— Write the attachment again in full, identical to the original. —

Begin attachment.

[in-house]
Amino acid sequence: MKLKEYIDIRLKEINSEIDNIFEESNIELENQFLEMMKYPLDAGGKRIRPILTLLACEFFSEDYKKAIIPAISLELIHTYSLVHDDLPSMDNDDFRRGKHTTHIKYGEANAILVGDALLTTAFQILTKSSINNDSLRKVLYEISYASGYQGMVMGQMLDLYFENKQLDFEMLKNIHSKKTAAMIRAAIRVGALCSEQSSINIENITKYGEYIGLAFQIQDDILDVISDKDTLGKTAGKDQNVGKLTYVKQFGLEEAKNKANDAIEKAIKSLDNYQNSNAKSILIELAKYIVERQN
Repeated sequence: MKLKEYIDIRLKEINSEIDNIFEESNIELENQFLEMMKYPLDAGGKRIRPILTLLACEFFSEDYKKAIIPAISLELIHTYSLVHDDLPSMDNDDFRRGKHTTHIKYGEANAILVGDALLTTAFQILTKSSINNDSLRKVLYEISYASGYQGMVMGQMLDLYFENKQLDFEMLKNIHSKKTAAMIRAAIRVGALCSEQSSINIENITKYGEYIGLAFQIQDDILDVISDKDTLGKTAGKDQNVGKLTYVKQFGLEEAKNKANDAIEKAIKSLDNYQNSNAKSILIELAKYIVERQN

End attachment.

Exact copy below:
[in-house]
Amino acid sequence: MKLKEYIDIRLKEINSEIDNIFEESNIELENQFLEMMKYPLDAGGKRIRPILTLLACEFFSEDYKKAIIPAISLELIHTYSLVHDDLPSMDNDDFRRGKHTTHIKYGEANAILVGDALLTTAFQILTKSSINNDSLRKVLYEISYASGYQGMVMGQMLDLYFENKQLDFEMLKNIHSKKTAAMIRAAIRVGALCSEQSSINIENITKYGEYIGLAFQIQDDILDVISDKDTLGKTAGKDQNVGKLTYVKQFGLEEAKNKANDAIEKAIKSLDNYQNSNAKSILIELAKYIVERQN
Repeated sequence: MKLKEYIDIRLKEINSEIDNIFEESNIELENQFLEMMKYPLDAGGKRIRPILTLLACEFFSEDYKKAIIPAISLELIHTYSLVHDDLPSMDNDDFRRGKHTTHIKYGEANAILVGDALLTTAFQILTKSSINNDSLRKVLYEISYASGYQGMVMGQMLDLYFENKQLDFEMLKNIHSKKTAAMIRAAIRVGALCSEQSSINIENITKYGEYIGLAFQIQDDILDVISDKDTLGKTAGKDQNVGKLTYVKQFGLEEAKNKANDAIEKAIKSLDNYQNSNAKSILIELAKYIVERQN